Near the end of 1917, while lodging with Prince Felix Yusupov[nb 3], Alexander was arrested by Bolshevik authorities, along with four or five prominent members of the monarchical party.[13] In 1919, a Bolshevik wireless message sent to The Washington Post asserted that after a meeting of Russian monarchists in Siberia, Alexander was offered and accepted the Russian throne,[14] though no further reports confirmed this.


Alexander died in exile on 26 September 1942 in Salies-de-Béarn, France.[1] He was succeeded as Duke of Leuchtenberg by his younger half-brother Prince Sergei.

Titles, styles, honours and arms[edit]

Coat of Arms of the Dukes of Leuchtenberg

Titles and styles[edit]

  • 13 November 1881 – 16 May 1912: His Imperial Highness Prince Alexander of Leuchtenberg (also known as Prince Alexander Georgievich Romanovsky)
  • 16 May 1912 – 26 September 1942: His Imperial Highness The Duke of Leuchtenberg




  1. ^ George's father Maximilian de Beauharnais, 3rd Duke of Leuchtenberg had married into the Russian imperial family (with marriage to Grand Duchess Maria Nikolaevna of Russia) and adopted Russian titles and coats of arms.[3]
  2. ^ Alexander had known Muriel previously, as they had nearly embarked on a romantic relationship (Clark, p. 4).
  3. ^ Yusopov was the killer of Grigori Rasputin.


  1. ^ a b c Lundy, Darryl. "The Peerage: Alexander Herzog von Leuchtenburg". Retrieved 23 October 2010. 
  2. ^ a b c d "Prince Alexander Georgievich Romanovsky". Website of Nicholas Romanov, Prince of Russia. Retrieved 24 October 2010. 
  3. ^ a b c d e f "Prince Seeks Hand of Marjorie Gould", The New York Times, Paris, 26 October 1909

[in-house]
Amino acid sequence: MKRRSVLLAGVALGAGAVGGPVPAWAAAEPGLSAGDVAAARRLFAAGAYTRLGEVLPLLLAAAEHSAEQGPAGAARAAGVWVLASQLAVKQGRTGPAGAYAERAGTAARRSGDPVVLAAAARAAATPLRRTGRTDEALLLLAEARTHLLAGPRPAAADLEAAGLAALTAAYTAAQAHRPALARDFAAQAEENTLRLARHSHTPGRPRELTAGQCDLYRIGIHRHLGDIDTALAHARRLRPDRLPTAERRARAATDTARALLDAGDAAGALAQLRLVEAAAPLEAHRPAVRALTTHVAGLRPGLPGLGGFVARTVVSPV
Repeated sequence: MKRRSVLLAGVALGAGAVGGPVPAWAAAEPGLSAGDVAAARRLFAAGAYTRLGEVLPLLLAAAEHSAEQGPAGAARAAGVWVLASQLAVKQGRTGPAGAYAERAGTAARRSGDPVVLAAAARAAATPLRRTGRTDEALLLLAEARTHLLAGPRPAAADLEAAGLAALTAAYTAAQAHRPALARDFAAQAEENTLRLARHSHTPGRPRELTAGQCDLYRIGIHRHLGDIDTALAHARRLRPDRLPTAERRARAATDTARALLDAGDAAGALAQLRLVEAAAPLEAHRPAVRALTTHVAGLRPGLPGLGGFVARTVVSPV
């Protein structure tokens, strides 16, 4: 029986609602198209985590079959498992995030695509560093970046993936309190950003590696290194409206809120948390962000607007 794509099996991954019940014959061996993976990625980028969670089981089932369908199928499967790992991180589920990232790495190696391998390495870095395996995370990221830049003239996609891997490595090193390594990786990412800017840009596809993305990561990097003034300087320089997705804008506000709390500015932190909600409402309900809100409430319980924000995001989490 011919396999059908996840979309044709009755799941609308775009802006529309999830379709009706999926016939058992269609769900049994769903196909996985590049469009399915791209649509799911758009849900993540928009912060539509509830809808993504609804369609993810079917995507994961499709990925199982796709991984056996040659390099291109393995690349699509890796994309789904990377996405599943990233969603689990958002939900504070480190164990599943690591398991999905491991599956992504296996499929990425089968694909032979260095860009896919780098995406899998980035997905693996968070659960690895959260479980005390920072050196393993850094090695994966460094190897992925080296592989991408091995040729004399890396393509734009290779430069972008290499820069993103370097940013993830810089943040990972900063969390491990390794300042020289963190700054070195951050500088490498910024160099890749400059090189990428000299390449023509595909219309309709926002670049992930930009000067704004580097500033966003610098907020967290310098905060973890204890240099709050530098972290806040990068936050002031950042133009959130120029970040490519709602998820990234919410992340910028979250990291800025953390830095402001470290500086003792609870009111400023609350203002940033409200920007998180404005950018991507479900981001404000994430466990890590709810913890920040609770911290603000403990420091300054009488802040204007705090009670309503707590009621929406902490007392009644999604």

4. ^ "Prince Alexander and Miss Gould", The Washington Post, 13 October 1909 
  5. ^ a b Eilers Koenig, Marlene. "No formal request yet for Miss Gould's hand". Royal Musings. Retrieved 20 November 2010. 
  6. ^ a b "Goulds and Prince to meet again soon", The New York Times, Paris, 27 October 1909 
  7. ^ a b c d "Kinsman Of Czar To Wed Heiress", The Washington Post, 6 October 1912 
  8. ^ a b c d Clark, p. 26.
  9. ^ Quoted in Clark, p. 26.
  10. ^ a b Clark, William (1994). The Lost Fortune of the Tsars. New York: St. Martin's Press. p. 92. 
  11. ^ Quoted in Clark, p. 92.
  12. ^ a b Rappaport, Helen (2008). The Last Days of the Romanovs: Tragedy at Ekaterinburg. New York: St. Martin's Press. 
  13. ^ "Russian Dukes Arrested", The Washington Post, 26 December 1917 
  14. ^ Associated Press (14 August 1919), "Duke of Romanowsky Accepts Monarchists' Proffer of Throne", The Washington Post 
Alexander Georgievich, 7th Duke of Leuchtenberg
Born: 13 November 1881 Died: 26 September 1942
German nobility
Preceded by
George Maximilianovich
Duke of Leuchtenberg
16 May 1912 – 26 September 1942
Succeeded by
Sergei Georgievich